BIRMINGHAM BOYS'CLUB, INC. v. Transamerica Ins. Co.

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325 So. 2d 167 (1976)


SC 1179.

Supreme Court of Alabama.

January 2, 1976.

*168 James E. Simpson, Birmingham, for appellant.

Huie, Fernambucq, Stewart & Smith, Birmingham, for appellee.

JONES, Justice.

Does the executive director's ignorance of his corporation's liability insurance coverage excuse the corporation for not reporting an accident to the insurer as soon as practicable when the executive director failed to report the accident of which he had knowledge to the corporation's Board of Directors? Within the context in which this issue is here presented and argued, we answer, "no." We affirm.

The trial Court's declaration of rights favorable to the insurer was based on a stipulation of facts which we summarize as follows:

On August 12, 1972, James Bryan Layne, a minor, sustained personal injury to his right eye while on the "BB" rifle firing range at Camp Jimmy Goodwin, a summer camp owned and operated by Birmingham Boys' Club. The Boys' Club is a non-profit charitable organization which operates a center in Birmingham for underprivileged boys and the summer camp.

Herbert Peterson, the Executive Director of the Boys' Club, where he had been employed since 1948, was notified of the accident immediately but he did not know that his employer carried liability insurance. He, therefore, did not notify any member of the Board of Directors or the insurance carrier, Transamerica Insurance Company. The first notice of the accident to any executive officer, member of the Board of Directors, or officer of the Boys' Club was receipt of suits filed by the injured minor and his father on April 11, 1973. Notice was immediately given to Transamerica.[1]

The insurance policy contains the following condition:


"In the event of an occurrence, written notice containing particulars sufficient to identify the insured and also reasonably obtainable information with respect to the time, place and circumstances thereof, and the names and addresses of the injured and of available witnesses, shall *169 be given by or for the insured to the company as soon as practicable."

Herbert Peterson had no decision-making powers and carried out ministerial acts under the direction of the Board of Directors of the Boys' Club. He managed the day center in Birmingham and reported to the Board of Directors. He was not an executive officer, director, or officer of the corporation.[2] Therefore, contends the Boys' Club, notice to Mr. Peterson was not notice to the insured as he was not an executive officer, director or stockholder of the defendant corporation as the term "insured" in the policy defines.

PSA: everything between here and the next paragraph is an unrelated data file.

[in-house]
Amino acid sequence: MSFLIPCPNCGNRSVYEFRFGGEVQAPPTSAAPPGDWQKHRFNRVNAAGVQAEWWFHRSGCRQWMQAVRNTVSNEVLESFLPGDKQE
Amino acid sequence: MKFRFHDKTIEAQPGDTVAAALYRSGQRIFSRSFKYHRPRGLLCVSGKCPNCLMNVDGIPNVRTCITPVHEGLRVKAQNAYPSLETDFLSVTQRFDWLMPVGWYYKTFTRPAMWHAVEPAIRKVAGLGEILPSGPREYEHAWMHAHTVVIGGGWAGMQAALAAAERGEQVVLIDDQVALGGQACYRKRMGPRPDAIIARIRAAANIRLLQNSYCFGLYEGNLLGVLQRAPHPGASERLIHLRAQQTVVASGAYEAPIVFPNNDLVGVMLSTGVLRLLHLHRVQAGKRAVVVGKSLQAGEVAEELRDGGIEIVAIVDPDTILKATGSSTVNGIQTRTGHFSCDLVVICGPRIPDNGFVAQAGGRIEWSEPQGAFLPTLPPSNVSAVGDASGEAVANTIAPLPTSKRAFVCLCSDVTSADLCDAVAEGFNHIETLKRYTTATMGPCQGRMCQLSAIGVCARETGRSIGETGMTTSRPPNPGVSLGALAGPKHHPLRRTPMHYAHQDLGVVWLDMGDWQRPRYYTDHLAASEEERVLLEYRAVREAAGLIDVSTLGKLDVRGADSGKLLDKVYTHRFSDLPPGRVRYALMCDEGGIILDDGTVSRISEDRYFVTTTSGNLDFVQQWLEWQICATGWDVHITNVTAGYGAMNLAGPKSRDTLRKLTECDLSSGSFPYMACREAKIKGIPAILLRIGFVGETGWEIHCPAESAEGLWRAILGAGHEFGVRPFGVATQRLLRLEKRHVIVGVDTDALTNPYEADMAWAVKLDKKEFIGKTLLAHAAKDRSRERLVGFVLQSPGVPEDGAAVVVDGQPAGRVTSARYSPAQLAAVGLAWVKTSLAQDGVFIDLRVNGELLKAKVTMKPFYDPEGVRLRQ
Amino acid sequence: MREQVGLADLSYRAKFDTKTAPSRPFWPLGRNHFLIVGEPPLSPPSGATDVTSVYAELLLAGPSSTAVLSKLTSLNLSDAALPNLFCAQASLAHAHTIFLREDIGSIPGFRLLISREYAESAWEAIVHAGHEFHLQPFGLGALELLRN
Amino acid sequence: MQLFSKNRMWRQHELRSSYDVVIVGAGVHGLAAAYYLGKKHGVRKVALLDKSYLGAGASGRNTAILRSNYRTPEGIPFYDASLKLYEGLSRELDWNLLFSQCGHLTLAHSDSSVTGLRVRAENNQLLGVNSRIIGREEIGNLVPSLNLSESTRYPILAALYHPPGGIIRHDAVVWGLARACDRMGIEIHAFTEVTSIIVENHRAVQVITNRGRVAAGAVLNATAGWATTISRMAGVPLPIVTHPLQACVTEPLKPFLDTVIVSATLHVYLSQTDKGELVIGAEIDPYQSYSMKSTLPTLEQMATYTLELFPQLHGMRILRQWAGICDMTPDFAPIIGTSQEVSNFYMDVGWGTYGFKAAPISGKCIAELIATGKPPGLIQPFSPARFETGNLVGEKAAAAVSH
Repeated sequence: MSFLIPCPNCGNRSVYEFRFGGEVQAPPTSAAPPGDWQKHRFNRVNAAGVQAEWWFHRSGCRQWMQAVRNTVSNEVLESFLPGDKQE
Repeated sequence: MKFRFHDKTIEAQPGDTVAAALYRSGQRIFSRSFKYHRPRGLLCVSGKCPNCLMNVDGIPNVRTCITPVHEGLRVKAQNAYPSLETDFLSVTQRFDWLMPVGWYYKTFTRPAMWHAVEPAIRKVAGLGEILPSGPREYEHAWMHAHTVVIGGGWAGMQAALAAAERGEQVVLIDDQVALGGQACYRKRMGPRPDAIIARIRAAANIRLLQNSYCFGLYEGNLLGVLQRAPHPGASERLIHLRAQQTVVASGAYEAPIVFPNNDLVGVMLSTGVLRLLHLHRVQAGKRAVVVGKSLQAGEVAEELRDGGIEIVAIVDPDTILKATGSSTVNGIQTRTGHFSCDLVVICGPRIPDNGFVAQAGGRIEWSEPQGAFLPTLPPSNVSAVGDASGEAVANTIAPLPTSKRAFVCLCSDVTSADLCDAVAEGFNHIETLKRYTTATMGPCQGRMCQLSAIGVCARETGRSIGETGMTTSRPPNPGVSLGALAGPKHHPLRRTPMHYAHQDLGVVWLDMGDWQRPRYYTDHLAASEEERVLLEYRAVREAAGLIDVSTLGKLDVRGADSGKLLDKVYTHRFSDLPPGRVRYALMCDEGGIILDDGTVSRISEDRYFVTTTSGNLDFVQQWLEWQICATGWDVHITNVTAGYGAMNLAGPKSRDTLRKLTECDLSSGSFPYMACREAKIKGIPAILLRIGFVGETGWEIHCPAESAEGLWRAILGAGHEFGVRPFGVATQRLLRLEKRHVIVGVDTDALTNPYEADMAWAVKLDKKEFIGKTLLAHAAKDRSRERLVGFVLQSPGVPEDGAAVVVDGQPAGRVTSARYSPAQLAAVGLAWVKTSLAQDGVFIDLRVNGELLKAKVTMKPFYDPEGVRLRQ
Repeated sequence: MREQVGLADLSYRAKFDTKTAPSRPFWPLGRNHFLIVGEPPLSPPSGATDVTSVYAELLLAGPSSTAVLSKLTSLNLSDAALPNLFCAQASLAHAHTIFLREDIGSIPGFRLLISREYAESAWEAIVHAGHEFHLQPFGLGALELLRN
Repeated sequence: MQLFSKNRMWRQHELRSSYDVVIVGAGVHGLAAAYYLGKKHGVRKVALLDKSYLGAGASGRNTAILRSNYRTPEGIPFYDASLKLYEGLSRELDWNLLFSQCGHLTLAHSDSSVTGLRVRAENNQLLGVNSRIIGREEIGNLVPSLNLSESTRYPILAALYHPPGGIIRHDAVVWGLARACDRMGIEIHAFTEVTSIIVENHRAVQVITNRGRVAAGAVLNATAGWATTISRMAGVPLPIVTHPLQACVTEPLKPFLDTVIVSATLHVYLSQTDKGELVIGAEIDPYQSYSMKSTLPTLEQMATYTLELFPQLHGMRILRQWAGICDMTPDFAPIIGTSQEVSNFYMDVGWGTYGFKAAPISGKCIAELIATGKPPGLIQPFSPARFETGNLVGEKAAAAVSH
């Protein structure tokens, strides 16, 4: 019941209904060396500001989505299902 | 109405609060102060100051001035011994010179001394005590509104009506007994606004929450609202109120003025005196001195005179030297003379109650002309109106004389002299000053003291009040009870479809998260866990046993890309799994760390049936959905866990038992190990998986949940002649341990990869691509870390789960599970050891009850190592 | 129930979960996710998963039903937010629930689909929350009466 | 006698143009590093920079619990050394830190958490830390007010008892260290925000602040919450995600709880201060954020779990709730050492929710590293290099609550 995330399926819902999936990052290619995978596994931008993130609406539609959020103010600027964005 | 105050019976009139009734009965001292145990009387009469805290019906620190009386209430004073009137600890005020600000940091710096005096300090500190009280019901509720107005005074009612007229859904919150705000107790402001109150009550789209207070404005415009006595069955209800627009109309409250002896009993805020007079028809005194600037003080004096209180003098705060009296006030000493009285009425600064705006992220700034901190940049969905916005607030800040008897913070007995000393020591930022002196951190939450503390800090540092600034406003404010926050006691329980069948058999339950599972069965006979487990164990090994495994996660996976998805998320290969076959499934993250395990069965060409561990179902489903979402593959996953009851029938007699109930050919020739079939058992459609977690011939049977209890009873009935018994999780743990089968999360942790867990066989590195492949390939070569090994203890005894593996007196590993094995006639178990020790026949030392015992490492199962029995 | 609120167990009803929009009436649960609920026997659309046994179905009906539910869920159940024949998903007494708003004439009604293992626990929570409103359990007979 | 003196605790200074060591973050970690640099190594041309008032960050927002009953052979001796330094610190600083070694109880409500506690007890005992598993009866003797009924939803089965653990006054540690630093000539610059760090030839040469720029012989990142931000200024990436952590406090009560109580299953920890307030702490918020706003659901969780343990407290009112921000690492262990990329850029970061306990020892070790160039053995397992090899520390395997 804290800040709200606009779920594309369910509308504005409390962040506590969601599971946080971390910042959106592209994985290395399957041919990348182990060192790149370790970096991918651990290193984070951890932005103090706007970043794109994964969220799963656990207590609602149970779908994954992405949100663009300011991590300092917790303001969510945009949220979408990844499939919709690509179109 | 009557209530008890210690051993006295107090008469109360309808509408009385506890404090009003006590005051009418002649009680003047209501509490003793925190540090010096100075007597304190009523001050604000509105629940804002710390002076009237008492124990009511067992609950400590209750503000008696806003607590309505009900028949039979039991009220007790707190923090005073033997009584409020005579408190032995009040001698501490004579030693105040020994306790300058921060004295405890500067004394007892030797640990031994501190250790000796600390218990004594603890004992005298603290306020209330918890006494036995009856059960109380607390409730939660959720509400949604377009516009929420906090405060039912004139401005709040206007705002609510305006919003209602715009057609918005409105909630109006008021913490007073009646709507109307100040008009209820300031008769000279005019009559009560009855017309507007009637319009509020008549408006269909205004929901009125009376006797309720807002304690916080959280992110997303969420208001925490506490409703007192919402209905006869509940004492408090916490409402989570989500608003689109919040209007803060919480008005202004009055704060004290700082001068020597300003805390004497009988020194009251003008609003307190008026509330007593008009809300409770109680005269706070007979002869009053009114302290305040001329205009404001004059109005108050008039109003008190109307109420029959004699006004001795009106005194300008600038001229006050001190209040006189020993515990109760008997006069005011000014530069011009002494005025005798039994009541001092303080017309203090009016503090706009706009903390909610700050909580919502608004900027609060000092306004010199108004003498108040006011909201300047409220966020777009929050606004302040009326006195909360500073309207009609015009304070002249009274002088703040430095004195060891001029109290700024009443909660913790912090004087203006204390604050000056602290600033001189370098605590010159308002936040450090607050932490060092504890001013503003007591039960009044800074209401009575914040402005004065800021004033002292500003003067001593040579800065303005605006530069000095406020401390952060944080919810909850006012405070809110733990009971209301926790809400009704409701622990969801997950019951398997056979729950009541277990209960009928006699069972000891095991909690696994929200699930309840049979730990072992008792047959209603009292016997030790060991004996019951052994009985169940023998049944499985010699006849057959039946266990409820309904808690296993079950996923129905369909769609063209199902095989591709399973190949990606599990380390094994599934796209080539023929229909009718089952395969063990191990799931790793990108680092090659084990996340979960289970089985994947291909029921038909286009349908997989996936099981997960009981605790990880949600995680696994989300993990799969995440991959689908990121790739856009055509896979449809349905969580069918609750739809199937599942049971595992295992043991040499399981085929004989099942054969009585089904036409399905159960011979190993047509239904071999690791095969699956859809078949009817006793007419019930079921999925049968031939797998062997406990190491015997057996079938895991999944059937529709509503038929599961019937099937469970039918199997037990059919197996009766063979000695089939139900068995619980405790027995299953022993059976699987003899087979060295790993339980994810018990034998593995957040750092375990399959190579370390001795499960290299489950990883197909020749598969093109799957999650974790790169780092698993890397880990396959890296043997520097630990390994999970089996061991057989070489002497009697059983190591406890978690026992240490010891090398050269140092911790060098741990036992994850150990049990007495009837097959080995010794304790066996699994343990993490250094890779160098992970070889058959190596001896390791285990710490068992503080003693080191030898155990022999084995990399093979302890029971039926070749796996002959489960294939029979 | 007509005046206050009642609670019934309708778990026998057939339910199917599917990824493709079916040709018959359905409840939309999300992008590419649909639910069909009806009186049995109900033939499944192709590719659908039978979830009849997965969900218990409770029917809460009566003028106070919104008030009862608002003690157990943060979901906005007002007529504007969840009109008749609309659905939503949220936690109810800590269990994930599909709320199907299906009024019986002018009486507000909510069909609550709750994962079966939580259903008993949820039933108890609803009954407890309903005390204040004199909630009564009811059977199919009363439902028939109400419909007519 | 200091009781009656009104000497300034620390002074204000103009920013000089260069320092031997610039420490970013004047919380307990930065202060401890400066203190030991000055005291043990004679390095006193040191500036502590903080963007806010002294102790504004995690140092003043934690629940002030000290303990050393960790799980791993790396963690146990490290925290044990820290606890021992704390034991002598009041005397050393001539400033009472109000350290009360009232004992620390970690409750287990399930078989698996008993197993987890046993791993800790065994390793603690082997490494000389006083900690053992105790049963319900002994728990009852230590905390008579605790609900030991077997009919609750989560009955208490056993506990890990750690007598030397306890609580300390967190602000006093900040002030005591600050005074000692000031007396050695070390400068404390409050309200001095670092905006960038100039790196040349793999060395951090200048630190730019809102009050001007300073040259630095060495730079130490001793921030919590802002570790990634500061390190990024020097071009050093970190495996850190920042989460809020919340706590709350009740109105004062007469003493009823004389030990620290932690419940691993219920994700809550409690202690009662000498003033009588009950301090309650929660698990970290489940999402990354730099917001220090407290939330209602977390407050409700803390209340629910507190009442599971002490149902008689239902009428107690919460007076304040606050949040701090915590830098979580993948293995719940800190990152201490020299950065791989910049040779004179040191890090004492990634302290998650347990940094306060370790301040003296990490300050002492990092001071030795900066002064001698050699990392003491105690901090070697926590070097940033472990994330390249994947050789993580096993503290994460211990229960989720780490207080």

Before we proceed, we deem it appropriate to emphasize the narrow context within which the dispositive issue is here presented. Counsel for the Boys' Club admits: 1) The eight-month period between the occurrence and the notice to Transamerica is without factual dispute violative of the "as soon as practicable" condition of the policy; 2) prejudice vel non to the insurer resulting from the delay of notice is not raised as an issue; that is to say, we are not asked to revisit American Fire & Casualty Company v. Tankersley, 270 Ala. 126, 116 So. 2d 579 (1959).

The trial Judge correctly narrowed the issue when he stated in his decree:

"It is clear that the accident or occurrence was not reported as soon as practicable if notice to Mr. Herbert Peterson, Executive Director of the Birmingham Boys' Club, was notice to the Birmingham Boys' Club."

The position of the Boys' Club is summed up in the following two paragraphs from its brief:

"Since Peterson was not among those defined in the plaintiff's policy as an insured, there was no duty on him to notify the insurance carrier. "As Peterson did not know of any existing insurance coverage, he could not be expected or required to give notice and the defendant is, therefore, excused from the notice requirements in the policy."

The Boys' Club's assertion that Peterson was not an insured under the Transamerica policy is immaterial to this case. The controlling issue here is whether notice to Peterson is notice to the Boys' Club, and the resolution of that issue is a matter of corporation and agency law. The only way to communicate actual notice to a corporation is through its agents. Thus, a corporation is held responsible for the knowledge acquired by its agents while acting within the scope of their employment. Lawrence v. Tennessee Valley Bank, 224 Ala. 692, 141 So. 664 (1932); Tennessee Coal, Iron & R. Co. v. Pope, 21 Ala.App. 183, 107 So. 735 (1925). There is no question that Peterson, as Executive Director of the Boys' Club and manager of the camp at which Layne was injured, was the agent responsible for receiving notice of Layne's injury on behalf of the corporation. Therefore, we must conclude that the Boys' Club, a corporation, received notice of Layne's injury when Peterson received notice. Within the narrow context here presented, we hold that the trial Court did not err in upholding Transamerica's defense to the Boys' Club's claim under the policy in question.


HEFLIN, C.J., and MERRILL, MADDOX and SHORES, JJ., concur.


[1] From the treatment accorded the stipulation by both parties, it is apparent that the insurer had no notice of the accident from any source prior to April 11, 1973.

[2] These statements are contained as factual conclusions in the stipulation of facts and are not legal issues for adjudication. We express no opinion as to their legal veracity nor as to Peterson's status as an insured.